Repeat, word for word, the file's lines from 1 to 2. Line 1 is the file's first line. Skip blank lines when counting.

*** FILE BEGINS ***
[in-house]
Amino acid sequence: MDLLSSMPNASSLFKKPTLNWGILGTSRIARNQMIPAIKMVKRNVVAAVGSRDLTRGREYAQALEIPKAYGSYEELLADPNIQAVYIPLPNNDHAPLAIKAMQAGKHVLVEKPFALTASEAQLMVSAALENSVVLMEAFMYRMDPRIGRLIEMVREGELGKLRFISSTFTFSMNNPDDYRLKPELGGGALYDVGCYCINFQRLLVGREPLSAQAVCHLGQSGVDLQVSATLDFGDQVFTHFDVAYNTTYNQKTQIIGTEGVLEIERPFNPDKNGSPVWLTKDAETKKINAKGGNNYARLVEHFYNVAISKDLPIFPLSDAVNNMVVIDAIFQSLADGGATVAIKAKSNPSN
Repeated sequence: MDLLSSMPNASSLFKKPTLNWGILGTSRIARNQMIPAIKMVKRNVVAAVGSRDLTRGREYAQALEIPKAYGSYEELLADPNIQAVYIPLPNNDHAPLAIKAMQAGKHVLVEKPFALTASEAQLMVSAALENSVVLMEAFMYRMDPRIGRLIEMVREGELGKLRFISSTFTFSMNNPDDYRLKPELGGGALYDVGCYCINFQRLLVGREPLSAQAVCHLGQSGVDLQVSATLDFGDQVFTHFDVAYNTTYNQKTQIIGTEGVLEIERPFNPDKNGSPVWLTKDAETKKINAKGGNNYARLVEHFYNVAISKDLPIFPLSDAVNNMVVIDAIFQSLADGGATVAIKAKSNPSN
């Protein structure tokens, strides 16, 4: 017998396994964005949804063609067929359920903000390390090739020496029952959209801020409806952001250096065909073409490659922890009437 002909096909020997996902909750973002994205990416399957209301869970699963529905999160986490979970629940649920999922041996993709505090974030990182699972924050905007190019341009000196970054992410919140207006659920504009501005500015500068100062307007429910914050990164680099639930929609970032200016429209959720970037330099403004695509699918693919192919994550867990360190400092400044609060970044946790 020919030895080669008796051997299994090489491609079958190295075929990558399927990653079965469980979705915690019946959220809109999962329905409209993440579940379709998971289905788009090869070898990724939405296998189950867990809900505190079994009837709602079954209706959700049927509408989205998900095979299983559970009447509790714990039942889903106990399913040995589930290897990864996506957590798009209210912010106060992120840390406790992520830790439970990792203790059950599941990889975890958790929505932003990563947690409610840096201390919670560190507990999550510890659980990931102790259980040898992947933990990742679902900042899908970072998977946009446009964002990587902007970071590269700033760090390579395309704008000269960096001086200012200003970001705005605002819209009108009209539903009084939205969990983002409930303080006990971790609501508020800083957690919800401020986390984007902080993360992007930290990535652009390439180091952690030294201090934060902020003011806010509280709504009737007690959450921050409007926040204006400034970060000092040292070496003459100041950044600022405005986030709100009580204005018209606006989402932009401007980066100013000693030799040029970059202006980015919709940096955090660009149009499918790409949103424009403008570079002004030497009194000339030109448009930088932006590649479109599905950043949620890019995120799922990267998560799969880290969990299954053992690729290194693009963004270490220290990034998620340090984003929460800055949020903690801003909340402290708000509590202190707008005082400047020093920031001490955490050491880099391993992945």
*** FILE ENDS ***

[in-house]
Amino acid sequence: MDLLSSMPNASSLFKKPTLNWGILGTSRIARNQMIPAIKMVKRNVVAAVGSRDLTRGREYAQALEIPKAYGSYEELLADPNIQAVYIPLPNNDHAPLAIKAMQAGKHVLVEKPFALTASEAQLMVSAALENSVVLMEAFMYRMDPRIGRLIEMVREGELGKLRFISSTFTFSMNNPDDYRLKPELGGGALYDVGCYCINFQRLLVGREPLSAQAVCHLGQSGVDLQVSATLDFGDQVFTHFDVAYNTTYNQKTQIIGTEGVLEIERPFNPDKNGSPVWLTKDAETKKINAKGGNNYARLVEHFYNVAISKDLPIFPLSDAVNNMVVIDAIFQSLADGGATVAIKAKSNPSN